Friday, January 8, 2010

"L" is for Little Penguin Chardonnay

With the state of our economy, I’m in search of tasty and inexpensive wines. It’s rare to find big, fat chardonnays at a reasonable price. They tend to range from $17 to $30, as most are barrel fermented and/or aged and this adds to their final cost.

Warm climate whites can fall into the big, fat category if they possess high alcohol (13 to 14.5 per cent). Alcohol is one of a few elements in wine that can add viscosity. In layman terms, viscosity is thickness. The higher the alcohol, the heavier the weight of the wine.

As an experiment, place the same crisp, dry white wine with low alcohol (12 per cent) into 2 wine glasses. In one of the glasses add an ounce of vodka. Taste both wines. You’ll notice that the wine with the vodka has more viscosity than the one without it. It will be heavier and thicker in texture due to the increase of alcohol.

You’ll generally find big fat whites of quality in the Vintage section of LCBO stores. These are the only whites that have enough body and fattiness to match cheese, cream and butter based dishes.

It would not occur to me to hunt for such a fatty wine through the general list area of the LCBO. However, a client recently recommended I try Little Penguin chardonnay, Australia, (CSPC # 598904), $10.95. At this price I had little hope of the wine meeting the balance, weight and creaminess I demand in a big, fat white wine. But I tried it anyway.

This Aussie gem pleasantly surprised me. The wine has full body, creamy texture and flavours on the nose and palate of fresh tropical fruit like pineapple and melon. Well balanced. It’s truly a delightful, fatty chardonnay.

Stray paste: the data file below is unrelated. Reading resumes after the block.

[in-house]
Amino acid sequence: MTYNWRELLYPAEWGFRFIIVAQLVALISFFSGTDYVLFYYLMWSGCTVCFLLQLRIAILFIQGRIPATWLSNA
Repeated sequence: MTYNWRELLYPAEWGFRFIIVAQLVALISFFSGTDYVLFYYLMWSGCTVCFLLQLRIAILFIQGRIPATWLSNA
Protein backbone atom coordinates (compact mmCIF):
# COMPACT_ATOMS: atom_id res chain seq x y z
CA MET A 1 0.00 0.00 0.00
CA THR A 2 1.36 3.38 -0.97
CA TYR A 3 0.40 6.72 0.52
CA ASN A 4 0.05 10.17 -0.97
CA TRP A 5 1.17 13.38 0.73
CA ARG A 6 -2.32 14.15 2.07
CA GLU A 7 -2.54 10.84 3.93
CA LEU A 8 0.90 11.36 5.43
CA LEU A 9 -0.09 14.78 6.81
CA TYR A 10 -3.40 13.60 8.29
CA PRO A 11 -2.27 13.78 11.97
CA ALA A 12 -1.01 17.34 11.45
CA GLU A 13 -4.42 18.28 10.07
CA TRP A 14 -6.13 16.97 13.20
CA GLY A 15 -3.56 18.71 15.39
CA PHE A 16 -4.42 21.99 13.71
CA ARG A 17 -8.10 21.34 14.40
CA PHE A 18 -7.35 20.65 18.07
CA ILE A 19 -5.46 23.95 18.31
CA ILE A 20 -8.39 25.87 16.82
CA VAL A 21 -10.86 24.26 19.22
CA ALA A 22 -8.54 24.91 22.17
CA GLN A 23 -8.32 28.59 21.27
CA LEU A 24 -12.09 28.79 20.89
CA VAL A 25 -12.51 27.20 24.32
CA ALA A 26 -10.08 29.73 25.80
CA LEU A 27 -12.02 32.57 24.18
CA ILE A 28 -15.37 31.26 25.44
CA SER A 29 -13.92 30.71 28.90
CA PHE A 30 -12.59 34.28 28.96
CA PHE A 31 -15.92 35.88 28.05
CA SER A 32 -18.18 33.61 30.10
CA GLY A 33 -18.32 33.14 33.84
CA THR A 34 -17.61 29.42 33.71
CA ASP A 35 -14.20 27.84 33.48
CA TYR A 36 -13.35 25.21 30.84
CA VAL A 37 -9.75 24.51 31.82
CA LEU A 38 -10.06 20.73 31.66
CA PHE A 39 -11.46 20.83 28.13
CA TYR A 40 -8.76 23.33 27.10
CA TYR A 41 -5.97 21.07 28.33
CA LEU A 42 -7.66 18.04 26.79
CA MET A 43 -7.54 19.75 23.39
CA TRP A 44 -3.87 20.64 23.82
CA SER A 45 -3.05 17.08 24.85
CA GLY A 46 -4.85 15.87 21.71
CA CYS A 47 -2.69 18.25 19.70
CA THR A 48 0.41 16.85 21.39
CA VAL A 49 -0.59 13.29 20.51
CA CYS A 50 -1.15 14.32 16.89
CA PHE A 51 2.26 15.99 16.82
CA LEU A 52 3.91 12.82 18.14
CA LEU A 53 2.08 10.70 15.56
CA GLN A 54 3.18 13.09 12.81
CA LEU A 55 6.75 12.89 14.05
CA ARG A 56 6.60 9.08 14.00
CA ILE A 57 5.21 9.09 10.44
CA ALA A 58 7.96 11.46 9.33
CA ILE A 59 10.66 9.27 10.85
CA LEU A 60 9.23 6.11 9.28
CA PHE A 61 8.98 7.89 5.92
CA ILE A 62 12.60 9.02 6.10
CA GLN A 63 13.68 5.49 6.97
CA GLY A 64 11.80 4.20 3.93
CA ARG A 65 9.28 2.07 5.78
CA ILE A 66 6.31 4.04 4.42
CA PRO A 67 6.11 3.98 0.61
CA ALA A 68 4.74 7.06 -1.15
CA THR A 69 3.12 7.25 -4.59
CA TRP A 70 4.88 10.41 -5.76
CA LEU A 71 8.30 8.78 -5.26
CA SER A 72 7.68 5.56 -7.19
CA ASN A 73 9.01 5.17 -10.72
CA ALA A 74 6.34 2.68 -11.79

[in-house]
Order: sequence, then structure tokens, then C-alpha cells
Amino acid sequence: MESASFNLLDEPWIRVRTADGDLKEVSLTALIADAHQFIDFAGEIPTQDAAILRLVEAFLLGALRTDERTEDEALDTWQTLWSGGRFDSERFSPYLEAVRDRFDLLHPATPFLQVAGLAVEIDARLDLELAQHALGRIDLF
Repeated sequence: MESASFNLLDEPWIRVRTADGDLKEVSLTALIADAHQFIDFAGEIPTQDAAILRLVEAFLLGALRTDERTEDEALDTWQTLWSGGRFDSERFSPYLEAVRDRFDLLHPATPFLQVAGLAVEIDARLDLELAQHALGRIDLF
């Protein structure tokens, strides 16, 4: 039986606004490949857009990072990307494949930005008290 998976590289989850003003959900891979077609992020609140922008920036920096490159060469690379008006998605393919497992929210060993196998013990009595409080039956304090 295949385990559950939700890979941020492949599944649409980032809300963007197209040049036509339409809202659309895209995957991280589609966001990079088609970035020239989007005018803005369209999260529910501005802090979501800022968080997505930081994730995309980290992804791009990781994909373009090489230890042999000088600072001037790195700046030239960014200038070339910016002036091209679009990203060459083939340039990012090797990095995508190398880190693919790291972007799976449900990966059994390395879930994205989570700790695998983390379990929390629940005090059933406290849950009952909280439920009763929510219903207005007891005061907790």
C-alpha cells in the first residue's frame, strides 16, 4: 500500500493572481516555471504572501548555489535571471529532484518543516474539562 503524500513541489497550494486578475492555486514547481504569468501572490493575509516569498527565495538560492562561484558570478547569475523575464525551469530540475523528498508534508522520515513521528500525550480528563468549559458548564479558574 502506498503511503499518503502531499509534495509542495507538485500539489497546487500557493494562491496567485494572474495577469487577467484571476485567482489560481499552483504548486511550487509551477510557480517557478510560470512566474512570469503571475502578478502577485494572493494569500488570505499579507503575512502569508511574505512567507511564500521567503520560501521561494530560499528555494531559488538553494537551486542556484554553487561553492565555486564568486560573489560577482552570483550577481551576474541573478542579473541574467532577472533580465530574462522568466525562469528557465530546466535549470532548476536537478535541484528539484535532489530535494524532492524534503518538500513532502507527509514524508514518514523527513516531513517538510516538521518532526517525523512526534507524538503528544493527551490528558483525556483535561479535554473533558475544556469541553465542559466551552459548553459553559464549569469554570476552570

Little Penguin chardonnay reveals characteristics that can be partnered to an array of inexpensive dishes so you can entertain on a budget.

Party dips work well with this big white. Cream cheese is fatty and creamy and is often the base ingredient in dips. Crab, artichoke and parmesan, smoked salmon, spinach, and blue cheese dips all harmonize with the same fatty taste sensation in this white wine.

Due to its weight, Little Penguin chardonnay also complements fatty fish like salmon, tuna and swordfish. Try grilled salmon with a citrus butter sauce, salmon cannelloni with a lemon butter sauce or grilled swordfish with lime butter.

This is an acceptable partner for sushi highlighting salmon and tuna, as well.

Little Penguin chardonnay complements pasta dishes coated in fatty sauces, too. Mac and cheese has the weight, creaminess and fattiness to work with this white. If you want to add depth of flavour to this inexpensive comfort food, add a dash of white wine to the cheese sauce and drizzle the dish with truffle oil just before serving.

Casseroles are inexpensive and easy to make and taste great when served with a warmed loaf of crusty bread and a chilled glass of Little Penguin chardonnay. How about potato and bacon casserole served with toasted garlic bread and a bottle of this white?

Polenta is made from corn meal, which is inexpensive. Yet, when made right, polenta has gourmet appeal. A favourite in my house is creamed chicken with corn and bacon over polenta. Gorgonzola with polenta and fresh porcini mushrooms would also work well with Little Penguin chardonnay.

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